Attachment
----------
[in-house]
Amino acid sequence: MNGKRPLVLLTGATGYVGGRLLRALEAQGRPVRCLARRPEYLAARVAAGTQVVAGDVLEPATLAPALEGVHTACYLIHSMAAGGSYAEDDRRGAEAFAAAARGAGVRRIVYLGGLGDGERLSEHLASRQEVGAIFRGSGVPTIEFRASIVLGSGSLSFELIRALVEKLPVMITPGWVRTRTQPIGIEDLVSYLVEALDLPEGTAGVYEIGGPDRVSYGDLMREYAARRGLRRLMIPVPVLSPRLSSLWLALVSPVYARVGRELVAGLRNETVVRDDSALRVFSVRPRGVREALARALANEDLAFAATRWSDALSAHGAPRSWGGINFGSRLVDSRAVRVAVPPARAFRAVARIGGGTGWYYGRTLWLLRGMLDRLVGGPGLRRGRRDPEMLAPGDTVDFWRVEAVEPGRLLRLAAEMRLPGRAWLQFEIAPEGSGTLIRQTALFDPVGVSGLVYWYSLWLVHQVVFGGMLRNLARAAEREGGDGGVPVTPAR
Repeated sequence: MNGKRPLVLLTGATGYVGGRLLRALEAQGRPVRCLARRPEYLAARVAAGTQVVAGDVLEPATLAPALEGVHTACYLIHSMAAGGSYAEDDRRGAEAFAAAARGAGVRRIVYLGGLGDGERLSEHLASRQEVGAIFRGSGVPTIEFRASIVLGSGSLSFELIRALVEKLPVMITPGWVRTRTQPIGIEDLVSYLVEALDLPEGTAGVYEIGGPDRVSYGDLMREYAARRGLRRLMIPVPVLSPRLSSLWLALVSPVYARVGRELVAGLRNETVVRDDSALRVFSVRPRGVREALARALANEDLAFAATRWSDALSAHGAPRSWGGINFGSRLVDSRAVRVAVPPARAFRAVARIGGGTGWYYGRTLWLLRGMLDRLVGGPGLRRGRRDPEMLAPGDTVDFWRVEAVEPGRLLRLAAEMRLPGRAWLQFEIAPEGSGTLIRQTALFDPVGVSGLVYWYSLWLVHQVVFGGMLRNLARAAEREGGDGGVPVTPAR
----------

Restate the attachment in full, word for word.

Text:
[in-house]
Amino acid sequence: MNGKRPLVLLTGATGYVGGRLLRALEAQGRPVRCLARRPEYLAARVAAGTQVVAGDVLEPATLAPALEGVHTACYLIHSMAAGGSYAEDDRRGAEAFAAAARGAGVRRIVYLGGLGDGERLSEHLASRQEVGAIFRGSGVPTIEFRASIVLGSGSLSFELIRALVEKLPVMITPGWVRTRTQPIGIEDLVSYLVEALDLPEGTAGVYEIGGPDRVSYGDLMREYAARRGLRRLMIPVPVLSPRLSSLWLALVSPVYARVGRELVAGLRNETVVRDDSALRVFSVRPRGVREALARALANEDLAFAATRWSDALSAHGAPRSWGGINFGSRLVDSRAVRVAVPPARAFRAVARIGGGTGWYYGRTLWLLRGMLDRLVGGPGLRRGRRDPEMLAPGDTVDFWRVEAVEPGRLLRLAAEMRLPGRAWLQFEIAPEGSGTLIRQTALFDPVGVSGLVYWYSLWLVHQVVFGGMLRNLARAAEREGGDGGVPVTPAR
Repeated sequence: MNGKRPLVLLTGATGYVGGRLLRALEAQGRPVRCLARRPEYLAARVAAGTQVVAGDVLEPATLAPALEGVHTACYLIHSMAAGGSYAEDDRRGAEAFAAAARGAGVRRIVYLGGLGDGERLSEHLASRQEVGAIFRGSGVPTIEFRASIVLGSGSLSFELIRALVEKLPVMITPGWVRTRTQPIGIEDLVSYLVEALDLPEGTAGVYEIGGPDRVSYGDLMREYAARRGLRRLMIPVPVLSPRLSSLWLALVSPVYARVGRELVAGLRNETVVRDDSALRVFSVRPRGVREALARALANEDLAFAATRWSDALSAHGAPRSWGGINFGSRLVDSRAVRVAVPPARAFRAVARIGGGTGWYYGRTLWLLRGMLDRLVGGPGLRRGRRDPEMLAPGDTVDFWRVEAVEPGRLLRLAAEMRLPGRAWLQFEIAPEGSGTLIRQTALFDPVGVSGLVYWYSLWLVHQVVFGGMLRNLARAAEREGGDGGVPVTPAR